Teaching sailing is fun and challenging but largely consists of sailing in circles (lots of them) while students run sailing skill drills. So, Teresa, Ella, and I met some other folks in St.. Thomas and went fun sailing — which means just one very big circle.Continue reading “All Work and No Play . . . .”
Fundamental rules of the boating world (I either just made these up or am pulling them from some musty corner of my unconsciousness with apologies to the original author.)
1 — The odds of docking perfectly are directly inverse to the number of people watching you dock.
2 — The number of people watching you dock will increase in exponential proportion to your desire to impress the passengers onboard.Continue reading “Docking- Boating’s Walk of Shame”
I flew all the way from San Francisco to Annapolis, Maryland (a long time to wear a face mask) for a 4-day hands-on class on diesel engines. My take away — Suck Squeeze Bang Blow!
I’ll also give you my thoughts on Knot a Day and give away two!Continue reading “Suck. Squeeze. Bang. Blow.”
“Roger Roger. What’s my vector Victor?” Not quite checklists, but I do love Airplane, and this seemed like a reasonable place to cram it into the blog. This entry I’ll post a couple of checklists under development for Wild Rumpus (with credit given to the folks I stole the idea from and a whole lot of disclaimers).
Oh, and I’ll share some news about being asked to review a book for the blog — see Ma, I told you someday people would covet my stupid opinions!!Continue reading “Checklists And Asked To Review A Book”
This post will focus on the “where of it all.” Wild Rumpus will cover a lot of territory between the shakedown cruise and the passage itself, so I’ll focus on those distances, destinations, and make an effort to put it all in perspective. And, the passage plan changed a bit since the earlier planning post, which I’ll cover as well.Continue reading “Passage Planning Part 3”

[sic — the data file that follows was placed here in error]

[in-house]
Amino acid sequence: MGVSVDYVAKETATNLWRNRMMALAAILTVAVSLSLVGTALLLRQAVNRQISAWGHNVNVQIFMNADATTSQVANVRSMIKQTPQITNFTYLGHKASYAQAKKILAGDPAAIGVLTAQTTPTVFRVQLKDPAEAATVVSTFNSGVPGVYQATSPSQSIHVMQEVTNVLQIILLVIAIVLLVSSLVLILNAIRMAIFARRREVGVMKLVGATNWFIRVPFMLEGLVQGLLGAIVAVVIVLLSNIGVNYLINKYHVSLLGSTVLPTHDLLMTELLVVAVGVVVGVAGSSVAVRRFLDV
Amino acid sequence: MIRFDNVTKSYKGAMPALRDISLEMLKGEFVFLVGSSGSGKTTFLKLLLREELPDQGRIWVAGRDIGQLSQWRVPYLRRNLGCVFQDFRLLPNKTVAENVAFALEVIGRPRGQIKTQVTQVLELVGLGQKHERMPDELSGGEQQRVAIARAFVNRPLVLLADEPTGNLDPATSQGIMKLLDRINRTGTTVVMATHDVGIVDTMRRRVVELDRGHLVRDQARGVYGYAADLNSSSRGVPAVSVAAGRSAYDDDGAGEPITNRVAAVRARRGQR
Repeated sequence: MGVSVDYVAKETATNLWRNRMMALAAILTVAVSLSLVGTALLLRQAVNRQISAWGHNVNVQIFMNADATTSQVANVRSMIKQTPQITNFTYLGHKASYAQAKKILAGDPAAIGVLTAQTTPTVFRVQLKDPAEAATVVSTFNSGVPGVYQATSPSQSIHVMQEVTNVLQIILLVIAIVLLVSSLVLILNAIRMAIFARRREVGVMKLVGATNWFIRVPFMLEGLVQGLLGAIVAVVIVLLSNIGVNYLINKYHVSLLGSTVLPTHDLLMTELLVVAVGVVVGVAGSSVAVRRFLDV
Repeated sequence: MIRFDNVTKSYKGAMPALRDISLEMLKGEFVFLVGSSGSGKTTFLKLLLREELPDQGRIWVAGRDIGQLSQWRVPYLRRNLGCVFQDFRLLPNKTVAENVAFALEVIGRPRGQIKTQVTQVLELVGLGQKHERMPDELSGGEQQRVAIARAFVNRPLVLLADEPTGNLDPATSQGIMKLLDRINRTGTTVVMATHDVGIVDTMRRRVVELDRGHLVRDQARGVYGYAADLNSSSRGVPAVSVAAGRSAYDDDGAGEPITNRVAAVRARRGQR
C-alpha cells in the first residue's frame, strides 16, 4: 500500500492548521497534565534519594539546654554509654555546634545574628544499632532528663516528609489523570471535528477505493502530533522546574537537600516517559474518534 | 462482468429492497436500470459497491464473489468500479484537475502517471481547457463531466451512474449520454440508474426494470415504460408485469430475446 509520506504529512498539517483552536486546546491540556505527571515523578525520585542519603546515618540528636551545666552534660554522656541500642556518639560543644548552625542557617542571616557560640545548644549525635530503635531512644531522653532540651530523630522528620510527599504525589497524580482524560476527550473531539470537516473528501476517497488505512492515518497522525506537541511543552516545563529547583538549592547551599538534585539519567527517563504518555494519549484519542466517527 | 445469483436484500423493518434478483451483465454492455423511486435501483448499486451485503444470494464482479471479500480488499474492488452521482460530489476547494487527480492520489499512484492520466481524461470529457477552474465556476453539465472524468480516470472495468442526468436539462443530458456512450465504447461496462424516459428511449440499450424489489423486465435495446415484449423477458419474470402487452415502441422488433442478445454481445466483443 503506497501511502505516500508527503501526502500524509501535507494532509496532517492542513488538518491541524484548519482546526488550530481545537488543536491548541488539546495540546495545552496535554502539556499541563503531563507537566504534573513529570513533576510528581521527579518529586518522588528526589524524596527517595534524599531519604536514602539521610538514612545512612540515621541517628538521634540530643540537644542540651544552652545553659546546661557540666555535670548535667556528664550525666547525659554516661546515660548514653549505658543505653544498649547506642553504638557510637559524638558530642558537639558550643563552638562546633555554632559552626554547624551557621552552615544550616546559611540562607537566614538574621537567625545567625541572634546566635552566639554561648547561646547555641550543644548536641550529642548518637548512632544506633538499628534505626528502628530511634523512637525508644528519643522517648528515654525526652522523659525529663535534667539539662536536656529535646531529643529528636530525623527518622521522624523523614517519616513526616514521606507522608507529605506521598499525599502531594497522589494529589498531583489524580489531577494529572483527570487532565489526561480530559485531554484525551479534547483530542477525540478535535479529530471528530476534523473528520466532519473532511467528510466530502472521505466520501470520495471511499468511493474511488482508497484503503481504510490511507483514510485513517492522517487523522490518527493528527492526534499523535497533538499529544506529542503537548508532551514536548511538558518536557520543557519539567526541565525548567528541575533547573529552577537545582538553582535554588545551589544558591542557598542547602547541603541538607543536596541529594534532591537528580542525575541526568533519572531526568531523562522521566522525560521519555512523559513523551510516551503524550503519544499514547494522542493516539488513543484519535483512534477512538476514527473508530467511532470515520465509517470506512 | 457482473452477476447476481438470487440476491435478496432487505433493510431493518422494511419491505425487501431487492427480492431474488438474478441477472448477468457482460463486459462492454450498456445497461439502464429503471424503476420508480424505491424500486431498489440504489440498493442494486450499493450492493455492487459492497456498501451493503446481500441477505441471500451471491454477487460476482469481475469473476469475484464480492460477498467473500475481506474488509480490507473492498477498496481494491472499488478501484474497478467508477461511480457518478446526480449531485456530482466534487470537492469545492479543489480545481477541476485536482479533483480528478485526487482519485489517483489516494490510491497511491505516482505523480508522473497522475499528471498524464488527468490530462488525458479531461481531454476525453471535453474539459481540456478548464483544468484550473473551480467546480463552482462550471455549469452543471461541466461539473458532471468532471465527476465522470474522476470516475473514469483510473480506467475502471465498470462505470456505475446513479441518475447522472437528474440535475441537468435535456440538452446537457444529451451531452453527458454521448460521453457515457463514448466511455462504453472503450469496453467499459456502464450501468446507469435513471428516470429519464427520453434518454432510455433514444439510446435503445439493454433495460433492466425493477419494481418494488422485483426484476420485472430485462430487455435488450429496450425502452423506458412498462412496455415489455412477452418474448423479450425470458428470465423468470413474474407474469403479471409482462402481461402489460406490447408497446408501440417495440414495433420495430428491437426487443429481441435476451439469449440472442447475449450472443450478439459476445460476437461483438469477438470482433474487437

Lists, Lists, and More Lists
I make lists as a necessity in professional life since I have numerous projects going at once, all with different deadlines and often entirely different sets of rules governing those projects. Now, I’m taking that list-making mania to a whole new level as we prepare for Wild Rumpus’s delivery in Cape Town, plus the shakedown cruise and the Atlantic passage. Every other post or so, I’ll publish some of the preliminary lists for those who may be interested. In this first installment, a general inventory list and questions I still need answered.Continue reading “Passage Planning Part II”
The “When” of it all.
My last passage planning post was an admittedly premature textual discharge. Since then, I’ve taken some advice from Frankie Goes to Hollywood – – relaxed — slowed down — and just didn’t “do it” –again. (A dated joke for those old enough to remember the song.)
But now that the plans for the delivery of Wild Rumpus are firmed up, and we have estimated dates for the manufacturer-provided training, the shakedown cruise, and the passage itself, it is time to return to the topic. The adventure will begin just 14 months from now and the number of details to plan for is astonishing. So come on in, join my manic preparedness, and educate me with your comments.Continue reading “Passage Planning Part 1”
This is a short entry about safety. I just finished watching a fantastic production about safety on a YouTube channel that I want to share with you sailors. Ryan and Sophie‘s videos were produced in conjunction with Andy Schell of 59 North– an offshore sailing instructor. I defer to their video to explain the swiss cheese mentioned above. Trust me, these are great videos and well worth watching. Even day-sailors will benefit from this discussion.
Sailing Vessel Wild Rumpus, which won’t be ready for another 15 months, has its own webpage! It is a work in progress, but will eventually be the hub for booking a luxury captained charter, and sailing lessons.
Check it out and let me know if you spot a typo or have suggestions for more information you would like to see added. Thanks.
Non-Sailing post warning: This post has nothing to do with sailing, sailboats, boats, nautical knowledge, or seamanship. Moreover, this post may cause sudden bouts of baking, higher than usual cholesterol, and even causing people to like you despite your mediocre personality.
I was asked to make a short recipe type video for a Corinthian Yacht Club event, so I chose pignoli cookies. These pignoli cookies are the simplest and best-tasting cookies I know how to make I learned from Mary- an elderly (in hindsight, she was probably 60) Italian neighbor in Queens when I was 10 or so. Several of the neighborhood kids were recruited to help her cook during the holidays in exchange for the variety of cookies, cakes, and baked clams. Yes, I know- baked clams don’t seem to fit, but they were so good!!
Anyway- here’s the video.
Although this is a sailing-related blog, COVID gave me an opportunity to put on a few pounds. So, you can find some other good recipes by clicking these links: bagels, butterflied shrimp, tater tots, french toast, and NY style eggrolls.